Learning in English and Language Arts is a social act; we read as part of a varied discourse community (a class) and discuss to create meaning. Practicing questioning encourages students to exercise care in their sentence structure and dig deeper into the subject matter as they share and answer others’ questions. And, finally, developing questions for discussion connects to written argumentation, as a sophisticated, interpretive (hypo)thesis derives from an answer to a complex question.
After providing this rationale, models of former students’ DDQs, and sharing my DDQs to ground class discussion early in the semester, I ask my students to create and bring two open-ended, complex questions to each class, both arising from assigned reading(s). I encourage them to:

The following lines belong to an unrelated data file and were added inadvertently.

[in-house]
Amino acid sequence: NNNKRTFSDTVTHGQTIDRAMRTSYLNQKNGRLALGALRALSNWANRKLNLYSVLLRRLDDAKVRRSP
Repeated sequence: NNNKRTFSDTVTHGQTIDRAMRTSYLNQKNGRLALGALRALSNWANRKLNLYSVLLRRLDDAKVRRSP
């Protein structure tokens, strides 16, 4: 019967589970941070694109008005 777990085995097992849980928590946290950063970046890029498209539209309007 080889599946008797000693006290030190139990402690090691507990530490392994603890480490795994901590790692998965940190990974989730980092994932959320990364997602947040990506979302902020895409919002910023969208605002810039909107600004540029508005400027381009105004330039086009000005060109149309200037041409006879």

- Design their questions to foment discussion via specific textual observations and querying (e.g, specific details that orient readers and use of open-ended questioning)
- Gear said questions for an audience of peers (e.g., use language and concepts befitting your audience)
- Remember that your questions should drive analytical discussion, since everyone will have read the material (e.g., no “quizzy questions”)
Angie Thomas’s The Hate U Give (2016) recounts Starr Carter’s struggle to grieve, heal, and grow after she witnesses a police officer shoot and kill her friend Kahlil during a traffic stop. An early example of a DDQ arising from study of Angie Thomas’s The Hate U Give, both novel and film, is: